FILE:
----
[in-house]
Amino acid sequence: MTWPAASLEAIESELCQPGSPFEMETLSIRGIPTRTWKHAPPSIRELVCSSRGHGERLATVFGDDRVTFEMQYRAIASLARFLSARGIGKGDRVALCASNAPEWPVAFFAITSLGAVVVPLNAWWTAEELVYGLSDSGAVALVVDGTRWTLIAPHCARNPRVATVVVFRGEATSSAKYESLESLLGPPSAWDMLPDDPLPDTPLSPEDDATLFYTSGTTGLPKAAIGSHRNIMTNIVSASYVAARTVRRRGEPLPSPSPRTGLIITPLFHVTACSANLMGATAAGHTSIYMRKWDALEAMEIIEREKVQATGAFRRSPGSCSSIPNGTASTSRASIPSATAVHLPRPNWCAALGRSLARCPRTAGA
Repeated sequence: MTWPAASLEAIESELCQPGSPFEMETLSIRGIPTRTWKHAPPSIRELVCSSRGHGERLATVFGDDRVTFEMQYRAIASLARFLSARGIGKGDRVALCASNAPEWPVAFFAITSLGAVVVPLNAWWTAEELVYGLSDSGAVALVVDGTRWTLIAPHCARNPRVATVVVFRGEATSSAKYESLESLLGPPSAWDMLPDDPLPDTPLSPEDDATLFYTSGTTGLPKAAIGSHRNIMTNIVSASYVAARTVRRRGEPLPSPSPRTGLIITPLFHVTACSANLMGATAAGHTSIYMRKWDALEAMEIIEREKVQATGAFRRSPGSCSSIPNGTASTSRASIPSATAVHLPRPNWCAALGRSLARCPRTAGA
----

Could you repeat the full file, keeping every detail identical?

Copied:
[in-house]
Amino acid sequence: MTWPAASLEAIESELCQPGSPFEMETLSIRGIPTRTWKHAPPSIRELVCSSRGHGERLATVFGDDRVTFEMQYRAIASLARFLSARGIGKGDRVALCASNAPEWPVAFFAITSLGAVVVPLNAWWTAEELVYGLSDSGAVALVVDGTRWTLIAPHCARNPRVATVVVFRGEATSSAKYESLESLLGPPSAWDMLPDDPLPDTPLSPEDDATLFYTSGTTGLPKAAIGSHRNIMTNIVSASYVAARTVRRRGEPLPSPSPRTGLIITPLFHVTACSANLMGATAAGHTSIYMRKWDALEAMEIIEREKVQATGAFRRSPGSCSSIPNGTASTSRASIPSATAVHLPRPNWCAALGRSLARCPRTAGA
Repeated sequence: MTWPAASLEAIESELCQPGSPFEMETLSIRGIPTRTWKHAPPSIRELVCSSRGHGERLATVFGDDRVTFEMQYRAIASLARFLSARGIGKGDRVALCASNAPEWPVAFFAITSLGAVVVPLNAWWTAEELVYGLSDSGAVALVVDGTRWTLIAPHCARNPRVATVVVFRGEATSSAKYESLESLLGPPSAWDMLPDDPLPDTPLSPEDDATLFYTSGTTGLPKAAIGSHRNIMTNIVSASYVAARTVRRRGEPLPSPSPRTGLIITPLFHVTACSANLMGATAAGHTSIYMRKWDALEAMEIIEREKVQATGAFRRSPGSCSSIPNGTASTSRASIPSATAVHLPRPNWCAALGRSLARCPRTAGA